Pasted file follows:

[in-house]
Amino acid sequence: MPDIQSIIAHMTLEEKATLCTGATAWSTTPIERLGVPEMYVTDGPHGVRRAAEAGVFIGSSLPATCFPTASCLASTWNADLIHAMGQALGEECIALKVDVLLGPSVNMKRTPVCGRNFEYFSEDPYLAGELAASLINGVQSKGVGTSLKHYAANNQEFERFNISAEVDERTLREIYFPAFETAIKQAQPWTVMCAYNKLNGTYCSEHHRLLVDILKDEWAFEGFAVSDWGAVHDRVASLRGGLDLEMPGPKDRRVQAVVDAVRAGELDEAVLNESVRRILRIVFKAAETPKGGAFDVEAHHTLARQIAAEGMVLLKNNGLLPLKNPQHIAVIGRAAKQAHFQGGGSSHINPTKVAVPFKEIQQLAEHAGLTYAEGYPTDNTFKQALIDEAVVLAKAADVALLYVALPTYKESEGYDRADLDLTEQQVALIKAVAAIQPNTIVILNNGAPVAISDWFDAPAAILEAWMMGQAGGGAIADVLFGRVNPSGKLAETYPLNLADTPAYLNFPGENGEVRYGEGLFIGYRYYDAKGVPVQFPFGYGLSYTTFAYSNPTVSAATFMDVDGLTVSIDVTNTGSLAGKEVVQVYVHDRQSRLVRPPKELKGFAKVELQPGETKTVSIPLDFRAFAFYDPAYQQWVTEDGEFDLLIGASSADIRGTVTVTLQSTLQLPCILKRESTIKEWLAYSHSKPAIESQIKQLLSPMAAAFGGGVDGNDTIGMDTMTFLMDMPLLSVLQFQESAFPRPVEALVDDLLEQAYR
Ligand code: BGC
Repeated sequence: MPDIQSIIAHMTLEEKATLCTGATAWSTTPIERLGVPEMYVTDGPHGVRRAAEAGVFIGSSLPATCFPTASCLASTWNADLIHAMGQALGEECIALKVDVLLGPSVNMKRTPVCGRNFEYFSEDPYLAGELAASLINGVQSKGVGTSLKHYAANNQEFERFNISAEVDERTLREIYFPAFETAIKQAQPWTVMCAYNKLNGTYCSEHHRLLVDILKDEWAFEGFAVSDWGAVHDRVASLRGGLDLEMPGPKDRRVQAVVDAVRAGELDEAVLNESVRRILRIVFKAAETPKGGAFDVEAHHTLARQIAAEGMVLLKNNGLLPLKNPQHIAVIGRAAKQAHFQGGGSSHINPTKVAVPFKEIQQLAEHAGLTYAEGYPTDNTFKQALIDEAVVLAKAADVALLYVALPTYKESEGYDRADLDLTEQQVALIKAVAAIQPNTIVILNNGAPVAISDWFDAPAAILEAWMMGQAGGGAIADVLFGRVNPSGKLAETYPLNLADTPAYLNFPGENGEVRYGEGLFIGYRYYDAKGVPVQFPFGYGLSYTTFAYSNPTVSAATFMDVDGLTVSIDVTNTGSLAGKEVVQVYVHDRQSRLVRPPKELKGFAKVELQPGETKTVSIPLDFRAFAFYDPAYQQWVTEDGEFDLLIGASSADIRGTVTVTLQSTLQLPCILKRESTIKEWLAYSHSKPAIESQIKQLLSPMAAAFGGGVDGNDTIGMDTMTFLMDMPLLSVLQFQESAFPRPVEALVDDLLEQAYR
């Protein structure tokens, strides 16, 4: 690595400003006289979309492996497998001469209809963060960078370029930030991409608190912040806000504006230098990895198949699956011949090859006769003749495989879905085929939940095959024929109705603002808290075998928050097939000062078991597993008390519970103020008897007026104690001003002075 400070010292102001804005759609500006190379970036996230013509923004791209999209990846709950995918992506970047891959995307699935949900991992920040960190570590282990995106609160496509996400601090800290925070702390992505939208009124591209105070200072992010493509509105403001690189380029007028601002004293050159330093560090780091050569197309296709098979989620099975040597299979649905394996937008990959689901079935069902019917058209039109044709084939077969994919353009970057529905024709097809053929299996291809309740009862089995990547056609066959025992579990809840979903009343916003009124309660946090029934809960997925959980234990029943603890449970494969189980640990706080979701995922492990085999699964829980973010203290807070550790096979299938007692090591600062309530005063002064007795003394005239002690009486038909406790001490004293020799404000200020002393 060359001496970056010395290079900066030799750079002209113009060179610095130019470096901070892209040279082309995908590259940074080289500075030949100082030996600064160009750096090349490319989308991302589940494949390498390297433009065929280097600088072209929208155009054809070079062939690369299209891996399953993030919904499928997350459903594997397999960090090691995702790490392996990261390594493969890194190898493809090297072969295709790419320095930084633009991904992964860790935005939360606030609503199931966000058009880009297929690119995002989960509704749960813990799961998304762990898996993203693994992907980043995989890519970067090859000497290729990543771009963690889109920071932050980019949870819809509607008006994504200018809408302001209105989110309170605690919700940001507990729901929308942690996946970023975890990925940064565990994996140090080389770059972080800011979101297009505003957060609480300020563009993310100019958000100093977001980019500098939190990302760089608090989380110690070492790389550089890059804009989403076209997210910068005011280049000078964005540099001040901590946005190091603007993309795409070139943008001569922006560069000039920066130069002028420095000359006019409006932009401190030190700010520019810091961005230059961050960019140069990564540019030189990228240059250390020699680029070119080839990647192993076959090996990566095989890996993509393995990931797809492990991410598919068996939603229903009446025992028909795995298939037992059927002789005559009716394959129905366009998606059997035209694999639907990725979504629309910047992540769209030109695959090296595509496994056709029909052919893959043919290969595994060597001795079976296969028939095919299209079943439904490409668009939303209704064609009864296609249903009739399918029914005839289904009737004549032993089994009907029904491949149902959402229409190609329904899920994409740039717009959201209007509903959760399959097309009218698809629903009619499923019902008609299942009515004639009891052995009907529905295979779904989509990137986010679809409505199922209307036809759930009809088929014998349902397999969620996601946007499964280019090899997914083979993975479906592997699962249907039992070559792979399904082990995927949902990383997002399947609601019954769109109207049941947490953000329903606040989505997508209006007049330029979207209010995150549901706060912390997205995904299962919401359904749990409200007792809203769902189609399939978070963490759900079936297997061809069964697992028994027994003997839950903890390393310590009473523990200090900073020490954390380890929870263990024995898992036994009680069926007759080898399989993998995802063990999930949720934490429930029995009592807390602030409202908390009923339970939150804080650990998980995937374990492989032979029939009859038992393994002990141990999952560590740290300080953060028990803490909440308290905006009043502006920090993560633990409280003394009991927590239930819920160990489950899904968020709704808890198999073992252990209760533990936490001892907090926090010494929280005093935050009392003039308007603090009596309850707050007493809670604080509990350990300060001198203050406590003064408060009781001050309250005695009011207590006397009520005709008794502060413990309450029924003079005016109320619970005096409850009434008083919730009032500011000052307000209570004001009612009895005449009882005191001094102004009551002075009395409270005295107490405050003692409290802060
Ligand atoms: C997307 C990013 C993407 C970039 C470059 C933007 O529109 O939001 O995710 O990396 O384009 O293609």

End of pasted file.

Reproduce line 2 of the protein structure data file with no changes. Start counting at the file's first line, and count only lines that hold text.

Amino acid sequence: MPDIQSIIAHMTLEEKATLCTGATAWSTTPIERLGVPEMYVTDGPHGVRRAAEAGVFIGSSLPATCFPTASCLASTWNADLIHAMGQALGEECIALKVDVLLGPSVNMKRTPVCGRNFEYFSEDPYLAGELAASLINGVQSKGVGTSLKHYAANNQEFERFNISAEVDERTLREIYFPAFETAIKQAQPWTVMCAYNKLNGTYCSEHHRLLVDILKDEWAFEGFAVSDWGAVHDRVASLRGGLDLEMPGPKDRRVQAVVDAVRAGELDEAVLNESVRRILRIVFKAAETPKGGAFDVEAHHTLARQIAAEGMVLLKNNGLLPLKNPQHIAVIGRAAKQAHFQGGGSSHINPTKVAVPFKEIQQLAEHAGLTYAEGYPTDNTFKQALIDEAVVLAKAADVALLYVALPTYKESEGYDRADLDLTEQQVALIKAVAAIQPNTIVILNNGAPVAISDWFDAPAAILEAWMMGQAGGGAIADVLFGRVNPSGKLAETYPLNLADTPAYLNFPGENGEVRYGEGLFIGYRYYDAKGVPVQFPFGYGLSYTTFAYSNPTVSAATFMDVDGLTVSIDVTNTGSLAGKEVVQVYVHDRQSRLVRPPKELKGFAKVELQPGETKTVSIPLDFRAFAFYDPAYQQWVTEDGEFDLLIGASSADIRGTVTVTLQSTLQLPCILKRESTIKEWLAYSHSKPAIESQIKQLLSPMAAAFGGGVDGNDTIGMDTMTFLMDMPLLSVLQFQESAFPRPVEALVDDLLEQAYR